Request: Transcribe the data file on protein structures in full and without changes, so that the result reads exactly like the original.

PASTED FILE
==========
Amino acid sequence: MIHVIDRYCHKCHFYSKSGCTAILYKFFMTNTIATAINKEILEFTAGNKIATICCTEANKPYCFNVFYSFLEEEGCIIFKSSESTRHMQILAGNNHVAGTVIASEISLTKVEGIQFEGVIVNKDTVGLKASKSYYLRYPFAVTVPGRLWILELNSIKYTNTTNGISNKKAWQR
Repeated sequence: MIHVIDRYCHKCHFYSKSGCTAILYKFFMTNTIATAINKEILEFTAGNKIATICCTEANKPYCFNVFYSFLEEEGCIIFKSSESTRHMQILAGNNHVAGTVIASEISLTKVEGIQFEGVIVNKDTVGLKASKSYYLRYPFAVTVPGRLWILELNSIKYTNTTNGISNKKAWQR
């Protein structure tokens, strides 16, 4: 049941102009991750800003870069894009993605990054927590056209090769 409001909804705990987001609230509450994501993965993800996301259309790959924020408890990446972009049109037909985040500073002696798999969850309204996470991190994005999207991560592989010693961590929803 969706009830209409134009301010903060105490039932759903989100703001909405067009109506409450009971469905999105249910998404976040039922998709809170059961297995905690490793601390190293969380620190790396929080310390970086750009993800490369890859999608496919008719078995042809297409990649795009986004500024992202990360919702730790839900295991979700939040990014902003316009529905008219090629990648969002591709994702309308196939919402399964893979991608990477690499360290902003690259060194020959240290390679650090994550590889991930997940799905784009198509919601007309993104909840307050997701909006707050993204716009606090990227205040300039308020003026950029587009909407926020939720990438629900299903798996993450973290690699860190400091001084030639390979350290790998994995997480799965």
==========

Amino acid sequence: MIHVIDRYCHKCHFYSKSGCTAILYKFFMTNTIATAINKEILEFTAGNKIATICCTEANKPYCFNVFYSFLEEEGCIIFKSSESTRHMQILAGNNHVAGTVIASEISLTKVEGIQFEGVIVNKDTVGLKASKSYYLRYPFAVTVPGRLWILELNSIKYTNTTNGISNKKAWQR
Repeated sequence: MIHVIDRYCHKCHFYSKSGCTAILYKFFMTNTIATAINKEILEFTAGNKIATICCTEANKPYCFNVFYSFLEEEGCIIFKSSESTRHMQILAGNNHVAGTVIASEISLTKVEGIQFEGVIVNKDTVGLKASKSYYLRYPFAVTVPGRLWILELNSIKYTNTTNGISNKKAWQR
């Protein structure tokens, strides 16, 4: 049941102009991750800003870069894009993605990054927590056209090769 409001909804705990987001609230509450994501993965993800996301259309790959924020408890990446972009049109037909985040500073002696798999969850309204996470991190994005999207991560592989010693961590929803 969706009830209409134009301010903060105490039932759903989100703001909405067009109506409450009971469905999105249910998404976040039922998709809170059961297995905690490793601390190293969380620190790396929080310390970086750009993800490369890859999608496919008719078995042809297409990649795009986004500024992202990360919702730790839900295991979700939040990014902003316009529905008219090629990648969002591709994702309308196939919402399964893979991608990477690499360290902003690259060194020959240290390679650090994550590889991930997940799905784009198509919601007309993104909840307050997701909006707050993204716009606090990227205040300039308020003026950029587009909407926020939720990438629900299903798996993450973290690699860190400091001084030639390979350290790998994995997480799965």